But the two real lynchpins of the film come in the character of the white prostitute played by Amber Rules and the flashed image of the caged bird during the Oscar-winning sex scene.

Rules plays a no-nonsense white hooker who provides her clients with exactly what they want: “a little late-night pussy.” An absolute model of unrestrained capitalism’s chief requirement—efficiency—she wastes no time on small talk but simply walks in, removes her clothing, and bends over on the desk. She knows why she’s there and she knows what she’s worth, so she makes no bones about taking their money even if they can’t perform.

Her initial scene with Sonny is perhaps one of Hollywood’s most honest sex scenes because it reveals just how unsatisfying sex can be when stripped down to its raw mechanics. Both characters and audience experience the scene as more existentially painful than lemon juice in a raw wound, yet it is at least completely honest about its purposes. Poor Sonny, who kills himself in front of his father and grandfather, is quite aware of his life’s hypocrisy and his soul’s numbness. His suicide is almost a noble effort to put an end to the sins of his forefathers—while we in the audience are forced to watch Hank indulge his desires for the rest of the movie.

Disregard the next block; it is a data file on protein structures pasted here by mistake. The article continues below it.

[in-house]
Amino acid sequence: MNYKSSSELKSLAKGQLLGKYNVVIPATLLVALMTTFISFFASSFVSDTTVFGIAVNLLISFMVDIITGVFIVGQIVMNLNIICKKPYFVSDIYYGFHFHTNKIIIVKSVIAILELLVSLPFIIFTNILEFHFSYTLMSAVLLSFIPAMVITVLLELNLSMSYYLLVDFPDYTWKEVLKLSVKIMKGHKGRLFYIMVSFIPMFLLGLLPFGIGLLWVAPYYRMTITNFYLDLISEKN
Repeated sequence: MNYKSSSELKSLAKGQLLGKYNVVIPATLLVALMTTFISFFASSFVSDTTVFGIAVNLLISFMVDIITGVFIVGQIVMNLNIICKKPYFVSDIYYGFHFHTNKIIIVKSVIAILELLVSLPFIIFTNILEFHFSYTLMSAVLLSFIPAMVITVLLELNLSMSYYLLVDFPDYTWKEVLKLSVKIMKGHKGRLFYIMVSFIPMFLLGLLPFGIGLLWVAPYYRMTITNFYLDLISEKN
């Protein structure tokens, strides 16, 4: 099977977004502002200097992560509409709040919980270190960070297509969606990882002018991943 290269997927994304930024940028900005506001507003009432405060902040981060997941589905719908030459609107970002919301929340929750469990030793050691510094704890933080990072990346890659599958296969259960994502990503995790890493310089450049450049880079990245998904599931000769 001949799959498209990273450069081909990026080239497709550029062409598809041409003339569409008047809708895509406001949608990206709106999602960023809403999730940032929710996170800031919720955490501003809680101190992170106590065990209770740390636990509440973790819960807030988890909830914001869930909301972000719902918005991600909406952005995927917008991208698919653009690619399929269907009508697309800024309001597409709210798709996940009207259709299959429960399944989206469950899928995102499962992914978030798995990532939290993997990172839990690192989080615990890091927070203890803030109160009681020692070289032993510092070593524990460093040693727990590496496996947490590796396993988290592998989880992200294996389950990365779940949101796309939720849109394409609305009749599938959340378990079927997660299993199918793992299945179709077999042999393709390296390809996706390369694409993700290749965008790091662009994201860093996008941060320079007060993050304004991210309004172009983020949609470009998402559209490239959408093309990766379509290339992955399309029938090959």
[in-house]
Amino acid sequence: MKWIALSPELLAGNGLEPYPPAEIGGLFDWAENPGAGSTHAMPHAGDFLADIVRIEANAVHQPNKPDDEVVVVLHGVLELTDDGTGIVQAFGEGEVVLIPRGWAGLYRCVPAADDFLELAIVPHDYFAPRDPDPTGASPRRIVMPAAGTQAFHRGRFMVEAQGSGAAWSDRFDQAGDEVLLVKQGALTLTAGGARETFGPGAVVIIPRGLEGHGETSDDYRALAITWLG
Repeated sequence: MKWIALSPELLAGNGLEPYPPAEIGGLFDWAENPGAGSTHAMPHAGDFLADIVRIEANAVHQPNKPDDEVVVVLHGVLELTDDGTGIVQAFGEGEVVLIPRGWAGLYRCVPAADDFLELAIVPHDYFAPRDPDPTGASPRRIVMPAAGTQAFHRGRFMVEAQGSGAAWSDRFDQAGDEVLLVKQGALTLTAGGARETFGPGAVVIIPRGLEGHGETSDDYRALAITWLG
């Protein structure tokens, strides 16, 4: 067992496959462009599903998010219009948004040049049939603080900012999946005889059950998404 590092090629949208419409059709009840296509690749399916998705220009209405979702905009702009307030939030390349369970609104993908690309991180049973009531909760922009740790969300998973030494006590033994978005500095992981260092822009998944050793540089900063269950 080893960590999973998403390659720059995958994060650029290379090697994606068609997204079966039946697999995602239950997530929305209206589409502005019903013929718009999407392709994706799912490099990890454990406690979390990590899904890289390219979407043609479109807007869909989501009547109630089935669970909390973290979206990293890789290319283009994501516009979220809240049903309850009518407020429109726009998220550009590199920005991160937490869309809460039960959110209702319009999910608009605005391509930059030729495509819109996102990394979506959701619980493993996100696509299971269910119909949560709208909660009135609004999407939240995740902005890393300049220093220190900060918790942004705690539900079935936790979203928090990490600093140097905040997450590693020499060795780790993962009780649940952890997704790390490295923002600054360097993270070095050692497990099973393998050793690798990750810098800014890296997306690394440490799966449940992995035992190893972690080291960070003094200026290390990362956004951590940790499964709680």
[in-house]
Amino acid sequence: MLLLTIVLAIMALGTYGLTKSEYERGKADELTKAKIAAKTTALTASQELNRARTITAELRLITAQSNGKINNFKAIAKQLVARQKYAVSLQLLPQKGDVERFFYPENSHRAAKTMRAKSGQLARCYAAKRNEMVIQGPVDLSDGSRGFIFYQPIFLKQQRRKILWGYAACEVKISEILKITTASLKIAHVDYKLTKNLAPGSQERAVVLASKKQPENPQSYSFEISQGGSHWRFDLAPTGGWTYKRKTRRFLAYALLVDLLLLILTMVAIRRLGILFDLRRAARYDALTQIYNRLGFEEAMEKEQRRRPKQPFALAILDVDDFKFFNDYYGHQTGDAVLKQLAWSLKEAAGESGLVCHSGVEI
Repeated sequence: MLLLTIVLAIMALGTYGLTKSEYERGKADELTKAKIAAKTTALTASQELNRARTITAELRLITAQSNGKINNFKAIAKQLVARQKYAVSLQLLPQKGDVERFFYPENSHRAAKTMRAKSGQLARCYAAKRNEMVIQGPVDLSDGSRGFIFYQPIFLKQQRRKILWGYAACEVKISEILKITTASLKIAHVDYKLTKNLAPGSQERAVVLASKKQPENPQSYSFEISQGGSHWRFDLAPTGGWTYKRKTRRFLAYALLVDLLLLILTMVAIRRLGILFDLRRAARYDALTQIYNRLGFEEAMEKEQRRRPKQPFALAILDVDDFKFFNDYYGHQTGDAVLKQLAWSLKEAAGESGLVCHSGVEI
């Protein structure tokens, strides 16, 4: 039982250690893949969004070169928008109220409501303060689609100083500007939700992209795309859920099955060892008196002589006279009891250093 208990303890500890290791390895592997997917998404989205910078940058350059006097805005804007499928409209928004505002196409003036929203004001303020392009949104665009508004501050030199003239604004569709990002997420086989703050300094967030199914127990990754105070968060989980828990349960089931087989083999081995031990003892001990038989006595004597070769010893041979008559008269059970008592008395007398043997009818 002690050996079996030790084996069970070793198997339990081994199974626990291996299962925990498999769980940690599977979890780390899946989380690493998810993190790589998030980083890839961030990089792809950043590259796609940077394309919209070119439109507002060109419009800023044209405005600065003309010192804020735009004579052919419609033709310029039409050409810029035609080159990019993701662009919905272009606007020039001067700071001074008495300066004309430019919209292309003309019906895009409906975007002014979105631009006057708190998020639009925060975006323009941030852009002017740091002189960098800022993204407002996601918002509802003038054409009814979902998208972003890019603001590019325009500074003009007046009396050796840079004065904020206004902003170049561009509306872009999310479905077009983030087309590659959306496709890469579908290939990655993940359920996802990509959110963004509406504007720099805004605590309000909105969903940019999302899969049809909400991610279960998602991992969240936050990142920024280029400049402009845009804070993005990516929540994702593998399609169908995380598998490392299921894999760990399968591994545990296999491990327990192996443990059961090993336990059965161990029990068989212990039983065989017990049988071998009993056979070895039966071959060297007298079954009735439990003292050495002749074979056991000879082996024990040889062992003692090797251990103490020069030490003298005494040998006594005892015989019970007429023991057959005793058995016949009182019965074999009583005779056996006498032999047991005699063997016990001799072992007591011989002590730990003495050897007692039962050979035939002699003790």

Marvin Gaye, call your office

Hank’s sexual desires, which we are supposed to believe change depending upon the race of the girl he’s with, go from anonymous and indifferent for cash to personal and caring—for cash. Maya Angelou knows why the caged bird sings. In her autobiography, she says Monster Balls made her do it too. According to the USA Weekend interview, Halle Berry understood her sex scene to be “about so much more than sex. It’s ‘without this I’m gonna die,’ not just, ‘I wanna feel good tonight’.”